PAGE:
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Two years later, I quit my teaching job and got a plane ticket to Bali to pursue a women’s leadership training and advanced yoga certification program that rocked me to my core. I invested in myself and my growth at an unprecedented level and taught myself in the process that I didn’t have to play by anyone’s rules but my own.

And guess what happened? I spent a month deepening my relationship with myself, and days later, I met the most mind-blowing, heart-blasting love of my life in pure serendipity. I traveled to 7 countries in 6 months and kissed goodbye for good to the conventional 9-5 life I thought I needed. I gave myself time to dream big and permission to have it all. I launched my business in mid-2017 and scaled to 6 figures in under a year, all from my laptop while traveling the world. There were times I thought I couldn’t do it. Times it felt scary AF. But staying trapped in a world where I was grinding myself into the ground, not using my gifts, and denying myself the fulfillment, freedom, and impact I desired was way scarier.

 

Q: What is something valuable you’d like others to know?

A: Spend time getting quiet and getting clear on what you want to create and bring into the world. Vision is the birthplace of all creation, so you need to take the time to do this, and if your vision gets muddied by everyone else’s business [or dreams], you could very well end up creating a business [or dream] that doesn’t look like you.

And with that said, don’t try to be everyone else. In the coaching industry, there is a lot of ‘the blind leading the blind’ and women scrambling to imitate other successful coaches. The women know who are the most successful and have created sustainable success in their businesses are those who have done it their way and created a true niche for themselves.

 

Q: What does feminism mean to you?

A: Feminism to me means women taking a stand and having a voice that weighs equal to men. It means knowing I don’t have to marry into wealth and success, I can create it for myself. It means knowing that I don’t have to wish and hope for a boss who can provide me security, that I can go ahead and become my own boss. Most of all, it means knowing that by taking an unapologetic stand as a woman leader blazing a trail, I’m doing it for all the women who will come after me, and in so doing, be a living example that for them, too, everything is possible.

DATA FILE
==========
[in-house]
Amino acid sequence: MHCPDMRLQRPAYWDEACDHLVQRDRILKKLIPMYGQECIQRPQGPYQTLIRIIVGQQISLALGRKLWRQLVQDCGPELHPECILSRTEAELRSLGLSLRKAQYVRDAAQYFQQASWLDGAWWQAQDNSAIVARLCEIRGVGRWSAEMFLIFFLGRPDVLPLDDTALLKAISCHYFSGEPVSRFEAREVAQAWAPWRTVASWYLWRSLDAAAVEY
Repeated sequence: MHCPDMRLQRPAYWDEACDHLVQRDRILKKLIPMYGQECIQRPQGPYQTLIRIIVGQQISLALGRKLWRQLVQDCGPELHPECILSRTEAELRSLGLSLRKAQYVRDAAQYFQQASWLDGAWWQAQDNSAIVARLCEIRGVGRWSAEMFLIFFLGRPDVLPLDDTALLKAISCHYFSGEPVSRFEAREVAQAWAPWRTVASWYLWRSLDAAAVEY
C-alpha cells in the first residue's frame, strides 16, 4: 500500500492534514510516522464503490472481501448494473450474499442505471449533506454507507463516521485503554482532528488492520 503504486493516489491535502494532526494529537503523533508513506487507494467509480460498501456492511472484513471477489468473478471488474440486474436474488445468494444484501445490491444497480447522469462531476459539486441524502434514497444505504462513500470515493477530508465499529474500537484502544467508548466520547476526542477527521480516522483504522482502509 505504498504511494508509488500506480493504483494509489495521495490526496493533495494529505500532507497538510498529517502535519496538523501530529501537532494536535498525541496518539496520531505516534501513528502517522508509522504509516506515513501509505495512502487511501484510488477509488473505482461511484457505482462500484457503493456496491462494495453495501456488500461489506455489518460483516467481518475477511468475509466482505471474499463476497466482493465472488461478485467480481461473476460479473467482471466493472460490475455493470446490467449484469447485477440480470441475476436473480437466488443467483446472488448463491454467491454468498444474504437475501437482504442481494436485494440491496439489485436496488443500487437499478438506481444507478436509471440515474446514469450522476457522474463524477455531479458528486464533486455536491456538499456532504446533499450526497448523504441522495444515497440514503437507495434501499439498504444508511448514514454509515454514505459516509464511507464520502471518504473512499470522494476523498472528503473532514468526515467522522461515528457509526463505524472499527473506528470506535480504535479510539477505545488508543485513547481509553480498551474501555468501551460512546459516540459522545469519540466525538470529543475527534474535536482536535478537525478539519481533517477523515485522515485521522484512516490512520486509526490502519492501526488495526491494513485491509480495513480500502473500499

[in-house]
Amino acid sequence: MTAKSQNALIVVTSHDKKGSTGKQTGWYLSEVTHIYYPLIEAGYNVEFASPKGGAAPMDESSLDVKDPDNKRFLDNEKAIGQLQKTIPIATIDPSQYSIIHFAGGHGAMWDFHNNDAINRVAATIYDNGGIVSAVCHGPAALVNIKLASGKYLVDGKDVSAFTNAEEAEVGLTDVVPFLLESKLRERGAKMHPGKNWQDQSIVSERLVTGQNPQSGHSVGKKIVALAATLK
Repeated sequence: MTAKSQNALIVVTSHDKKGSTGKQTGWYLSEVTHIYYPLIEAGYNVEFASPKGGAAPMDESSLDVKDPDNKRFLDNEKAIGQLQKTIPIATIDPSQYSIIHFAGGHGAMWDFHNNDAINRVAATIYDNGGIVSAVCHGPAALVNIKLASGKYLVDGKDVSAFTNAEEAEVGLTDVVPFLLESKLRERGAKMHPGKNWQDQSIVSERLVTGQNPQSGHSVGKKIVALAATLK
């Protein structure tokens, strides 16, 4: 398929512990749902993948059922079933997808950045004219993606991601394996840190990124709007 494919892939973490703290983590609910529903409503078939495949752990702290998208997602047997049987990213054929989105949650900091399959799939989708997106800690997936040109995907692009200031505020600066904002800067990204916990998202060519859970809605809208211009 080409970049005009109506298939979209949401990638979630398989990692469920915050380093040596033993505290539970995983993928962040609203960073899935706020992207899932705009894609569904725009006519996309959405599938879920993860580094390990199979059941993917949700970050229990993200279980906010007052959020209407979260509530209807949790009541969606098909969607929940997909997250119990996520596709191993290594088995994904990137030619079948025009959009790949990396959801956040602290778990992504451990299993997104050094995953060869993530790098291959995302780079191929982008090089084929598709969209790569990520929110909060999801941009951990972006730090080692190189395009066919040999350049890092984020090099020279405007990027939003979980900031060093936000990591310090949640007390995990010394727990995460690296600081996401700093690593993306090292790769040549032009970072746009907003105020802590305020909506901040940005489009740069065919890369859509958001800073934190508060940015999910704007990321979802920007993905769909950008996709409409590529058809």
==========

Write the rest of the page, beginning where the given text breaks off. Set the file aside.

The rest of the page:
Click the video above to watch Cait’s TEDx Talk.

 

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Woman Wednesday: Chante

*Note: Woman Wednesday is a part of our blog. Each Woman Wednesday post will feature a woman who would like to share information in the hopes of inspiring and motivating other women. Comments are welcome below.         


Q and A with Chante, Richmond, Virginia

“The only excuses you have are the ones you make.” 

 

 Q: What are you passionate about?

A: I am passionate about service. I love to help people in any way I can. I’m very passionate about women’s outreach. I believe that I have experiences that I can share with other women that can help them. I believe in being the change I want to see in the world. I currently work as an admin assistant with a third party workforce program for women offenders in the prison system. The majority of the women there have gone through some type of substance abuse, which goes right along with my personal journey. I am currently working on developing a women’s program called “Victors!” Its purpose is to reach women like me in ways I wish I could’ve been reached. I also have my own event and floral design business called C-Unique Designs.

 

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Q: What were your younger years like?

A: My younger years were pretty rough. Before the age of 15, I was raped by 4 different men. I was so scared to tell anyone; I just kept it all to myself and tried to handle the issues on my own. Leaving bruises, hickeys, and hand prints on me. I felt useless and helpless. My parents divorced when I was very young and could not get along to save their lives. I tried my hand at sports, but I was bullied a lot until about my junior year of high school. I started off as a social butterfly that could mingle with any group of people. I knew all the jocks, the basketball players, the cheerleaders, the goths, the preppy kids, the nerds, and the “popular kids.” But life kinda has a way of throwing a curve ball at you. I now spend my days rebuilding my life. I believe that I am a victor and not a victim. I specifically remember one very hard time in my childhood. At the age of about 11 yrs old, I was admitted to Tucker’s program (suicide watch) at the hospital. I spent a week there, which felt like a lifetime. I connected with other men and women that also wanted to end it all. This is where I decided people like me need help. Not hospitalization. We’re not all the same, and we’re not science projects, test dummies, or animals. Long story short: you choose what defines you. My situations and experiences do not define me. Anything is possible, and the only excuses you have are the ones you make.